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Crime and Justice in the United States and in England and Wales, 1981-96

NCJ Number
169284
Date Published
October 1998
Author(s)
Patrick A. Langan, Ph.D., Bureau of Justice Statistics; David P. Farrington, Ph.D., Bureau of Justice Statistics
Publication Type
Publication
Annotation
Compares crime in the United States and England with respect to crime rates (as measured both by victimization surveys and police statistics), conviction rates, incarceration rates, and length of sentences.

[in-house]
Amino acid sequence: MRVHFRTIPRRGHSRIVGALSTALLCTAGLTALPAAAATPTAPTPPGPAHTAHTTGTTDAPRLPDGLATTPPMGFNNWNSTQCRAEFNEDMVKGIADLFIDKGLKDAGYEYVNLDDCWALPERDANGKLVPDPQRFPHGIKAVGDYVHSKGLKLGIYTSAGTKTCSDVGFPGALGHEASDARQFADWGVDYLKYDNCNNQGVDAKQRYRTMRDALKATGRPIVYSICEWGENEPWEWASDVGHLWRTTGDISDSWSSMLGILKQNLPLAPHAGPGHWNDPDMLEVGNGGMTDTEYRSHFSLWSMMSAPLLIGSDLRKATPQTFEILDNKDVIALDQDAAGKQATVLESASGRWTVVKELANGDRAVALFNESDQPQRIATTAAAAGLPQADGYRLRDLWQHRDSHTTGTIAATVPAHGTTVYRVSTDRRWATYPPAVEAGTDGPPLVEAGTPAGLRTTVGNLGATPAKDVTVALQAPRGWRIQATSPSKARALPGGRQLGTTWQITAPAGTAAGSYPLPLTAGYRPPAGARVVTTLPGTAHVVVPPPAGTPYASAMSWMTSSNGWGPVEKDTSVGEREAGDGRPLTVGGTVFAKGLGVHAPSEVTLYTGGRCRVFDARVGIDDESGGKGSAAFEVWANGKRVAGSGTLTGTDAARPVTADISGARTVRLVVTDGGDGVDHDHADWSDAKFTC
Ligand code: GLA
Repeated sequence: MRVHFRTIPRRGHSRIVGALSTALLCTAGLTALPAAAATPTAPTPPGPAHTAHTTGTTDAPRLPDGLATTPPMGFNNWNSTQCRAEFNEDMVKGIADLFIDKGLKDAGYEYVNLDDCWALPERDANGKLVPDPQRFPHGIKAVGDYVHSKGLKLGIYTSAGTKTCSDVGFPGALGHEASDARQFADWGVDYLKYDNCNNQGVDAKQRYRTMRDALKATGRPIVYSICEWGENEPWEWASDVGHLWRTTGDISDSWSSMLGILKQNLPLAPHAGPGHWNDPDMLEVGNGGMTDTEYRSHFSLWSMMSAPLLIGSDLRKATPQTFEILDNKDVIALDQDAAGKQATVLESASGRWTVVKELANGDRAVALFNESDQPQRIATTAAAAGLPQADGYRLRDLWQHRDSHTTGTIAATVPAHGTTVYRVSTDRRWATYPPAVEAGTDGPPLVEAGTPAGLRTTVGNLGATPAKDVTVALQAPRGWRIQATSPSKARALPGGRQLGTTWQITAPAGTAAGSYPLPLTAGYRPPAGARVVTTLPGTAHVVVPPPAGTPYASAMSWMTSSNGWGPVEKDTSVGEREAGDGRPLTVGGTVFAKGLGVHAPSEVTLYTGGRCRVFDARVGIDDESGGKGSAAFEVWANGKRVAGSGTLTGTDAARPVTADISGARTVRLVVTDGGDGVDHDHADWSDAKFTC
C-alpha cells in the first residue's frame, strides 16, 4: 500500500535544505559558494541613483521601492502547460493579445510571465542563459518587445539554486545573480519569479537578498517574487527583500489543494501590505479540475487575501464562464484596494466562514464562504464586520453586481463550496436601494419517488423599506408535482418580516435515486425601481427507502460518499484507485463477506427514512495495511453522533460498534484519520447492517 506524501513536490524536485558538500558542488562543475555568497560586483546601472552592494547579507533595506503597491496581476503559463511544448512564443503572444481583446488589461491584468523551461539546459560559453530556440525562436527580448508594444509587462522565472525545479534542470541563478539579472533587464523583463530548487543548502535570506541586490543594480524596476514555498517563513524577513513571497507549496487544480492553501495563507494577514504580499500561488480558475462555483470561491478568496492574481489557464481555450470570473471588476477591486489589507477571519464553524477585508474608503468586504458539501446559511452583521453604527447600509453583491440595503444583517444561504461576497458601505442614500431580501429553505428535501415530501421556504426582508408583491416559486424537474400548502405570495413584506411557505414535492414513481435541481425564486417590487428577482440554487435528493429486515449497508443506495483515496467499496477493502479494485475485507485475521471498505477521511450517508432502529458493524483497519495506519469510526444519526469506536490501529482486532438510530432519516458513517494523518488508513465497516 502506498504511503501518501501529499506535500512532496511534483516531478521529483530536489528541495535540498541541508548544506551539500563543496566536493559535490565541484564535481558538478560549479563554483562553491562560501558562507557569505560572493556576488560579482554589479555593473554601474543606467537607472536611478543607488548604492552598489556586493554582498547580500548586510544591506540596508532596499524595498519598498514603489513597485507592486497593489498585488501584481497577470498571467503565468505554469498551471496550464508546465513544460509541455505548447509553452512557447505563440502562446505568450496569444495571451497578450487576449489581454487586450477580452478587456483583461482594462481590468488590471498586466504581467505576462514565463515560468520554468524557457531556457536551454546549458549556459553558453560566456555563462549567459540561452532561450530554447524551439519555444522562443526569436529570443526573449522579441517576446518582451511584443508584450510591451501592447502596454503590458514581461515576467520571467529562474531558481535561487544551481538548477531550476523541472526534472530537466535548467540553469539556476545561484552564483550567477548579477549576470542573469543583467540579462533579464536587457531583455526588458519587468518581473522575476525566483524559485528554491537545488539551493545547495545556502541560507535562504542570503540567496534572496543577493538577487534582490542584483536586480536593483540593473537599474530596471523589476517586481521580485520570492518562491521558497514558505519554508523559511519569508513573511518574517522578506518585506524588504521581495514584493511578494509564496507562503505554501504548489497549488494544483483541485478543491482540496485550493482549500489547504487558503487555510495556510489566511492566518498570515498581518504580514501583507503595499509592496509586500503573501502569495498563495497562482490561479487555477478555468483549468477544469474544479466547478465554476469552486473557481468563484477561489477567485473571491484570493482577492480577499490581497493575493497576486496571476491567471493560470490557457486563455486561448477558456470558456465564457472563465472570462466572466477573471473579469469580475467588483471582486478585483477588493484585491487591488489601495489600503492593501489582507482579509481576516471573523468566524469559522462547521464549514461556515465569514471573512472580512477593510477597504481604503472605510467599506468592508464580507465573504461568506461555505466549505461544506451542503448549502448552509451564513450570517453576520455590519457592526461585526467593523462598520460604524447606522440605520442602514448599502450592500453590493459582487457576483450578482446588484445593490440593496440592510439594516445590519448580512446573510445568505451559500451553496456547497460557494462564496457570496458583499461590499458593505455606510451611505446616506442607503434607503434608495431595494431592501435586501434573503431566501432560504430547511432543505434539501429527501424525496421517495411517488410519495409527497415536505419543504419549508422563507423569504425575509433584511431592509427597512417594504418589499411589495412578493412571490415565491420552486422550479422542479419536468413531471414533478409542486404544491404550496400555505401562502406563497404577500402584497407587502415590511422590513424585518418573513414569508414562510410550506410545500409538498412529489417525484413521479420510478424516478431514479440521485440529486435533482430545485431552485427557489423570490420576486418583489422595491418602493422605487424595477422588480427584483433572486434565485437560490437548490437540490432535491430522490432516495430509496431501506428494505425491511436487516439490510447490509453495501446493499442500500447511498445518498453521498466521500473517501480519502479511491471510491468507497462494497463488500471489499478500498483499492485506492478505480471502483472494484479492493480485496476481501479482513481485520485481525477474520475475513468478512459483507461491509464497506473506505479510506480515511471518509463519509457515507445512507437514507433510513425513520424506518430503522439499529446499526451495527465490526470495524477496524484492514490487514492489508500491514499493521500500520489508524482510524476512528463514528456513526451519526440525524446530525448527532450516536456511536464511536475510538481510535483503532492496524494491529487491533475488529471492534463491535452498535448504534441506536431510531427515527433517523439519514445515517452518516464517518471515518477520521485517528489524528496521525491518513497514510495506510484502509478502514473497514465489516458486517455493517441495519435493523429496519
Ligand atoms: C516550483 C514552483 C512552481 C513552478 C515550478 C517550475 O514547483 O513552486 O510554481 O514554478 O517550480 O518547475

Abstract

Compares crime in the United States and England with respect to crime rates (as measured both by victimization surveys and police statistics), conviction rates, incarceration rates, and length of sentences. Crime rates as measured in victim surveys are all higher in England than the United States. Crime rates as measured in police statistics are higher in England for half of the measured crime types. A person committing serious crime in the United States is generally more likely than one in England to be caught, convicted, and incarcerated. Incarceration sentences are also generally longer in the United States than England.

Appendix tables 26 and 27 were revised on 7/11/00.

Date Created: May 28, 2009